• How do we design protocols that do not fall into obvious privacy traps?
    • What are some common ways around traps that you can’t get out of?
    • How do we document traps that we don’t know how to get out of?


Jon Peterson: One of the major problems addressed in GEOPRIV is “why/how is this information being released”? rather than just a binary state where privacy is “on” or “off”.  Explicit specification of allowable usage purposes can be helpful.
Alissa Cooper/ CDT: RE: ALTO, corporations don’t really have “privacy” concerns, but do have business interests in protecting topology information. Should this workshop consider the privacy of individuals, and not be overly concerned about the privacy of corporations? Can we scope down privacy to mean “personal privacy”? 
?: Yes, but we need to be realistic about what the actors think about and what they’re willing to do in order to gain mutual benefit.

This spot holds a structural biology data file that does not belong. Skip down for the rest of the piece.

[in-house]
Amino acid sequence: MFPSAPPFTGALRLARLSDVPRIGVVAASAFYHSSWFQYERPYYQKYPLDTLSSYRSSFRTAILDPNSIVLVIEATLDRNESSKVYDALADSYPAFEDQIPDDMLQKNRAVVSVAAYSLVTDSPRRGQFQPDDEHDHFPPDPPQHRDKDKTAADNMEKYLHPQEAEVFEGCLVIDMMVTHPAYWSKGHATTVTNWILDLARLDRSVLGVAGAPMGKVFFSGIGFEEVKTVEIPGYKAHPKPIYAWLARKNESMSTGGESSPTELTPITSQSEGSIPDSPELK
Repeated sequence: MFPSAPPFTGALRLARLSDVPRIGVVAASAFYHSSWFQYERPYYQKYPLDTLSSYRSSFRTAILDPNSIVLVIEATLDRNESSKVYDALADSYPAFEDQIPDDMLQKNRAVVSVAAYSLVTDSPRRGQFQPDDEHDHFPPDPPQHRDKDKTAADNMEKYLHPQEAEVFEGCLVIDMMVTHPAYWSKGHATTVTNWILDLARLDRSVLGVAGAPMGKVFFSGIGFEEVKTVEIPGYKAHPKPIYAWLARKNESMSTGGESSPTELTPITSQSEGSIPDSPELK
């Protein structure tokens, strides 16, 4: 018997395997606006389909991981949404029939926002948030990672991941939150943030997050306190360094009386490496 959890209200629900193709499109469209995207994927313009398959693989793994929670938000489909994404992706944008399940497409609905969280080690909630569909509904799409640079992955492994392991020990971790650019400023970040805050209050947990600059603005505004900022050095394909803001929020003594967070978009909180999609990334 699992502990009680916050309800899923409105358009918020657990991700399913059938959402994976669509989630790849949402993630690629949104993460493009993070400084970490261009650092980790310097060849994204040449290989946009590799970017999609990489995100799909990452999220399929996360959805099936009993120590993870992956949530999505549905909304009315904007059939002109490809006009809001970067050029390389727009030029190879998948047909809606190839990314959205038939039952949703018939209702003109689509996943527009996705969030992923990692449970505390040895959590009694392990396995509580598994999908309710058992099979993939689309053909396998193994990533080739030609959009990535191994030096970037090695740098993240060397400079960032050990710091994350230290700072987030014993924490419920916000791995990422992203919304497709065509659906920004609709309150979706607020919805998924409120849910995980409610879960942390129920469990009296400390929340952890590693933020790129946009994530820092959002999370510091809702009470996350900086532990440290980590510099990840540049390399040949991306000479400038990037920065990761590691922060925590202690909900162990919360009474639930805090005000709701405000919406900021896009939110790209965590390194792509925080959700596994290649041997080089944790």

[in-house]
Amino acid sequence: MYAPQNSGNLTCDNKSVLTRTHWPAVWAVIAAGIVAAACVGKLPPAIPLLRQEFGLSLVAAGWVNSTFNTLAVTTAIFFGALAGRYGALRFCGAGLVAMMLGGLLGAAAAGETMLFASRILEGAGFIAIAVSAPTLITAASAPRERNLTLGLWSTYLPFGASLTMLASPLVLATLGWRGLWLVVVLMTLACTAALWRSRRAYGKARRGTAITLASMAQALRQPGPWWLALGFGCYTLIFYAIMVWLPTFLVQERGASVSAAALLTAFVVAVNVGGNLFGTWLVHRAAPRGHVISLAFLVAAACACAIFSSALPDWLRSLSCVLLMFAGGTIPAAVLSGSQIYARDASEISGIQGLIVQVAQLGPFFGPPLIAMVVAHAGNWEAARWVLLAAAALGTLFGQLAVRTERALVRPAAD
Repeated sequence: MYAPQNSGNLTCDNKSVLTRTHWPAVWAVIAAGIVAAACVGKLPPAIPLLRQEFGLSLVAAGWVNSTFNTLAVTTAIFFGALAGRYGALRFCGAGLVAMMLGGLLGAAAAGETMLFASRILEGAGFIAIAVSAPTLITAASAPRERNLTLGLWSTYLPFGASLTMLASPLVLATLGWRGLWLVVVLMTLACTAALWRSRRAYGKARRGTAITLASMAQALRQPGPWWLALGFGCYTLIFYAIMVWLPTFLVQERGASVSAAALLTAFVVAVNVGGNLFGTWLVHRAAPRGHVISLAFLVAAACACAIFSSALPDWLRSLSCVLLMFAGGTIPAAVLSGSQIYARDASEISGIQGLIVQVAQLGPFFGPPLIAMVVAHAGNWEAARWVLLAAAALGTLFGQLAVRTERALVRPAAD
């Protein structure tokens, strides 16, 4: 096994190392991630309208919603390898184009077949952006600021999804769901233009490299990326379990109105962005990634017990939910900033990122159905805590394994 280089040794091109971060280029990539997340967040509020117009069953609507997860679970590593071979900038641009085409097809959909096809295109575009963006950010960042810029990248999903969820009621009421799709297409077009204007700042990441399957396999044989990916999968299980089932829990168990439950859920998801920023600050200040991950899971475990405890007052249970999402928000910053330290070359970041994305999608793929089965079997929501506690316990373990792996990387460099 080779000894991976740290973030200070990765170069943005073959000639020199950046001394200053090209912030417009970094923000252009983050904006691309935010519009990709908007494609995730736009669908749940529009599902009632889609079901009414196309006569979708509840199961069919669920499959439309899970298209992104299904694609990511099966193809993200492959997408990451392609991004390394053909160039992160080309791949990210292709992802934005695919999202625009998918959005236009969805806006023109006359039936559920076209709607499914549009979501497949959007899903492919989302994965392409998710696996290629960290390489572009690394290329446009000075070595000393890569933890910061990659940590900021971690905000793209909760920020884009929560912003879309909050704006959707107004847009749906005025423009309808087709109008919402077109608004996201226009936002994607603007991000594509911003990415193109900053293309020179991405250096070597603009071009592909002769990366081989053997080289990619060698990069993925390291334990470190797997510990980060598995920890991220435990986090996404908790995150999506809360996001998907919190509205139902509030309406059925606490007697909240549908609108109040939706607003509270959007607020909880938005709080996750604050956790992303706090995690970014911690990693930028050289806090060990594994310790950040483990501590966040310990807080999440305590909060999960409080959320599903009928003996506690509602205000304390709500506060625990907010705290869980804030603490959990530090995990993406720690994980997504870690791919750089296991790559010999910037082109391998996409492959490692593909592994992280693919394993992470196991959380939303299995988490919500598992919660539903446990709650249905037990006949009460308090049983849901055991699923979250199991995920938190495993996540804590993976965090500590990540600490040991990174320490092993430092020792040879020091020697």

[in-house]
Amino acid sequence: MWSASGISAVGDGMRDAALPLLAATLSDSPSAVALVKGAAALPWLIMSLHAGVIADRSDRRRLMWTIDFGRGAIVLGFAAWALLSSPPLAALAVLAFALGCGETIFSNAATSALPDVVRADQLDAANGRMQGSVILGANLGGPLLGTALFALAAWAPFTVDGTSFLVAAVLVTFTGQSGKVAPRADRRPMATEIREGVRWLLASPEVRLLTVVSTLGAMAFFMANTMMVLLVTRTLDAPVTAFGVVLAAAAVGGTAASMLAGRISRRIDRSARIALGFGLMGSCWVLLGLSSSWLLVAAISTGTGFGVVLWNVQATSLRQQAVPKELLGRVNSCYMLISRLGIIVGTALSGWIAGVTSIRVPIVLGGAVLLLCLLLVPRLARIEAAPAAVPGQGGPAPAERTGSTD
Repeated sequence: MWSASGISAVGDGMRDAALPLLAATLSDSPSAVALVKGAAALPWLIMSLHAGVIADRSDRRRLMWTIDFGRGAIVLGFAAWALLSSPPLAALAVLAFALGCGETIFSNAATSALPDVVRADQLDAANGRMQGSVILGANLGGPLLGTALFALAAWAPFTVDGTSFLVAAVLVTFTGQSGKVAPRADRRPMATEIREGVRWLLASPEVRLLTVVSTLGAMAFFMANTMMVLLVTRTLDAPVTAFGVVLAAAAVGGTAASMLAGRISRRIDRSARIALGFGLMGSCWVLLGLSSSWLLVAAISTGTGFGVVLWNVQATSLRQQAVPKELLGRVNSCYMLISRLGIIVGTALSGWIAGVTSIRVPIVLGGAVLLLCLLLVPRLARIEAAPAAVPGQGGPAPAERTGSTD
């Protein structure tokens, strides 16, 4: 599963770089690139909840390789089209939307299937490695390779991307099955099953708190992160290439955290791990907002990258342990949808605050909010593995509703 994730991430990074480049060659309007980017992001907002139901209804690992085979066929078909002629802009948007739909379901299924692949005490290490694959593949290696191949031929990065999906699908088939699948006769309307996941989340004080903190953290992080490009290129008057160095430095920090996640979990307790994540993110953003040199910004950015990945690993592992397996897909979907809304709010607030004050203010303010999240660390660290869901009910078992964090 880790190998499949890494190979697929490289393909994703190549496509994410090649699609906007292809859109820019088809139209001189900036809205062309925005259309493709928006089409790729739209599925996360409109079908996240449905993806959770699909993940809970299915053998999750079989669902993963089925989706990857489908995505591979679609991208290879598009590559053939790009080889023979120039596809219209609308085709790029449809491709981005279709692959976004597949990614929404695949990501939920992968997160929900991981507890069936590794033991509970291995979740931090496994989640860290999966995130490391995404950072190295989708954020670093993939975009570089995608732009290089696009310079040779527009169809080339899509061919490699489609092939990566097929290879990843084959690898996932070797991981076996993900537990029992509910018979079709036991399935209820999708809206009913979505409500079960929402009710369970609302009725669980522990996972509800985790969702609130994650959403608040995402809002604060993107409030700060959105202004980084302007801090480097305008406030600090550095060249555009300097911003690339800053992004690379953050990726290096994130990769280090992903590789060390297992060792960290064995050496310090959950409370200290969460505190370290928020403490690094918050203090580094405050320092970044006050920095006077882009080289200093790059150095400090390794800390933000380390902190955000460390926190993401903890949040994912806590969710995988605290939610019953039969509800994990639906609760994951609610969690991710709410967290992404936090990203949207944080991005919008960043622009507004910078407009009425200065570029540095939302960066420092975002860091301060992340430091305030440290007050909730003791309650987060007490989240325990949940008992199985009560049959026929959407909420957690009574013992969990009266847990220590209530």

Dave Crocker: Perhaps the term “confidentiality” would be more effectively employed with corporations.  I would also like to explore issues around “disclosure” in addition to “privacy”
Dave  Crocker (Jabber Room): I’m wondering whether it will help us to  gravitate towards an action label, rather than a state label, for the  focus of the workshop?  “Privacy” is a state; worse it seems to have  very different scope to different participants.  One term that was  suggested was “confidentiality” and another was “disclosure”.

John Linn: Protocol-visible privacy aspects are just the tip of the iceberg — they provide guidance to system implementers, but don’t ensure system behavior or full implementation behavior.  Can we encourage data minimization throughout the entire process?
Karen Sollins / MIT: How do we minimize information exposure when exchanging information between parties?  How do we allow exposure to be negotiated?
Christopher Soghoian: Most people don’t have problem with 911 knowing your location when you call 911. The concern is covert information collection by governments when emergency service is not requested.